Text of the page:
Ultra-rapid cycling is defined as the occurrence of more than four mood episodes per month,1 and the treatment is difficult. Lamotrigine has been shown to have positive effects for patients with bipolar disorder, including some with rapid cycling.2 We report the case of a 25-year-old man with ultra-rapid cycling bipolar disorder, resistant to two mood stabilizers and antidepressants, who recovered with the inclusion of lamotrigine to valproate treatment.

Mr A is a 25-year-old man who has had a history of ultra-rapid cycling bipolar II disorder for 6 years. His illness started with a depressive episode in late adolescence. The patient also had hypomanic symptoms since the age of 22. Mood elevation had yielded only mild to moderate social dysfunction. Two years before visiting St Mary’s Hospital, Seoul (SMH), he began to experience recurrent ultra-rapid cycling mood episodes. He was diagnosed as having major depressive disorder and given paroxetine (20–40 mg/day) for 14 months and fluoxetine (40 mg/day) for 4 months with analytic psychotherapy. However, his illness did not improve. Five months before his visit to our clinic, his diagnosis was changed to bipolar disorder and he was treated with lithium (900 mg/day) for 5 months, but it was not effective. When he visited SMH, he was in the routine of 4–5 days of depression and 2–3 days of hypomania. It should be noted that in recent years there was no sustained euthymia for longer than a 2-week period. The patient was diagnosed as having ultra-rapid cycling bipolar disorder. His initial score on the 17-item Hamilton Rating Scale for Depression (HRSD) was 27 and the Young Mania Rating Scale (YMRS) was 18. Valproate was given for 9 weeks with sufficient plasma levels. However, valproate treatment had no sufficient success. We initiated lamotrigine gradually to attenuate the risk of rash at a dose of 12.5 mg/day, and valproate was maintained at the prior dose. Lamotrigine was titrated up to 100 mg/day over a 6-week period. Five weeks after initiation of lamotrigine, the patent’s depressive symptoms, including leaden paralysis, neck and shoulder pain, anhedonia and psychomotor retardation, significantly improved. Eight weeks after initiation of lamotrigine, the HRSD score was 6 and the YMRS score was 5. With this combination treatment, the patient achieved complete remission for more than 8 months.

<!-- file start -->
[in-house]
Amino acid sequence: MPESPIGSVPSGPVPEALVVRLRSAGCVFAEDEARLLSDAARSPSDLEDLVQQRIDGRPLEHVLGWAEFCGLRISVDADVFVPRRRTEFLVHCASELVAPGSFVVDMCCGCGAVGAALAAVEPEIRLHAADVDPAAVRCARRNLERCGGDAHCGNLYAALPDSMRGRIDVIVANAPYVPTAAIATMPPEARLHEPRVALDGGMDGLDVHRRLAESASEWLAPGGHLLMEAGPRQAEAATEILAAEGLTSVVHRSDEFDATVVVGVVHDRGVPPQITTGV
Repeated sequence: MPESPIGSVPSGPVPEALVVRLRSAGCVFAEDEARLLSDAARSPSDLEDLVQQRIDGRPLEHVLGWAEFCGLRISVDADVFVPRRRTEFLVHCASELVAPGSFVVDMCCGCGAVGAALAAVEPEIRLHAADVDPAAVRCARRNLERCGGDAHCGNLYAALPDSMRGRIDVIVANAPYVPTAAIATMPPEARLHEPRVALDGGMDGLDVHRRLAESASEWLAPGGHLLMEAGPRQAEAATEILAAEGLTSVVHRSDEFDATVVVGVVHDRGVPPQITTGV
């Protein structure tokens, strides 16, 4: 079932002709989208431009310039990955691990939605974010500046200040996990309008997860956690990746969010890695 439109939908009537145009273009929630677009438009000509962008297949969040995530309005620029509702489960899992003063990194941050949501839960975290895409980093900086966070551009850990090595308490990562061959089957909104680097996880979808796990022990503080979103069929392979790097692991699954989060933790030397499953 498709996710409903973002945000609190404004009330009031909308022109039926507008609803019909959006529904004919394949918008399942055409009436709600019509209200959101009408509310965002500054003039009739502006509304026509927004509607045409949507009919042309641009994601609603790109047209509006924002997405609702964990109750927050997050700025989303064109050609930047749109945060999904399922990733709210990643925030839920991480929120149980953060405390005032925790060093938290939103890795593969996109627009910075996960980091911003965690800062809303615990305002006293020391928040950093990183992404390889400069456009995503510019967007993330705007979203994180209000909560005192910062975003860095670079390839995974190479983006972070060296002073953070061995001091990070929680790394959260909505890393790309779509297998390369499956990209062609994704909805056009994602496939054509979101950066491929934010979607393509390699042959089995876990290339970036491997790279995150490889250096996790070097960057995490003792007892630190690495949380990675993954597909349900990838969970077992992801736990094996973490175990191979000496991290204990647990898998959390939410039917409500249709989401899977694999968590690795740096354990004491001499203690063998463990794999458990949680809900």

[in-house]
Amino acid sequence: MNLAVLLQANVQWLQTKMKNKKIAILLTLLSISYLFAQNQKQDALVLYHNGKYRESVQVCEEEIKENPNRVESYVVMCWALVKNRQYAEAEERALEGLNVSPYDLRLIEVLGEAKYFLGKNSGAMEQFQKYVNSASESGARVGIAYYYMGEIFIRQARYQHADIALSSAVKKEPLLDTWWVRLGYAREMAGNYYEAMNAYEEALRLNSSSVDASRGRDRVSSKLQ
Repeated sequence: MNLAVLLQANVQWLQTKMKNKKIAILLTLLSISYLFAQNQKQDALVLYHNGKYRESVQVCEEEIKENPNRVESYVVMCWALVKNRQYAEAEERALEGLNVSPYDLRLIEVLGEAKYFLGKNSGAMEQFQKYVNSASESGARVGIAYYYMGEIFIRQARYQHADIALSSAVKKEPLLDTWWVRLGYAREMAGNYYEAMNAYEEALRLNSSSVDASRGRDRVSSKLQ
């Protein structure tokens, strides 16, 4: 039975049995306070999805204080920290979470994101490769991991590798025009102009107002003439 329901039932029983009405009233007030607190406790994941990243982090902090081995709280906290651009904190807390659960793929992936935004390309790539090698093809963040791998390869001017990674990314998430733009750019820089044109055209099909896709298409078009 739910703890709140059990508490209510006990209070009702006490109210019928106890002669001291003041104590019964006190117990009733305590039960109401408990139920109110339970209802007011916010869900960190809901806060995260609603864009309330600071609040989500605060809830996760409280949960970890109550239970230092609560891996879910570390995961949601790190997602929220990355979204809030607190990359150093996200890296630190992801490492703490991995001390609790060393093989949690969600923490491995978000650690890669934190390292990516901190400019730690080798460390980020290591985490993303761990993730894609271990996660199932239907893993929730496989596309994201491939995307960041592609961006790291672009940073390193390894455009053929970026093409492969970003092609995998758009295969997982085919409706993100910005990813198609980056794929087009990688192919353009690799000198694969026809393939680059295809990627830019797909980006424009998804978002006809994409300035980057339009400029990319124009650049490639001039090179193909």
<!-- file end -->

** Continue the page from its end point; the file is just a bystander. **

The mechanisms of action of lamotrigine are not yet fully understood. Recent investigations have focused on signal transduction mechanisms, gene regulation and modulation of ion channel activities. The common mechanism of both lithium and lamotrigine is inhibition of the Ca2+ channel. It has been shown that lithium treatment alters cytoplasmic intracellular Ca2+ in the blood cells of bipolar patients.3 Recent evidence suggests that lamotrigine also alters intracellular Ca2+ homeostasis by inhibiting Ca2+ channels in certain regions of the brain.4 Moreover, there was a case report of a successful open trial of nimodipine, a dihydropyridine-type calcium antagonist, in the treatment of refractory ultra-rapid cycling bipolar disorder.5 Pazzaglia et al. suggested that nimodipine’s mechanisms of action, as a mood stabilizer, are related to the increased intracellular calcium in mania. In summary, lamotrigine may have mood stabilizing effects via its effect on presynaptic and/or postsynaptic Ca2+ channels. These findings are preliminary and need to be considered in the context of a single-case, open-label clinical trial. Nevertheless, this case highlights the potential use of lamotrigine in ultra-rapid cycling bipolar disorder and suggests a direction for further study and systematic assessment.


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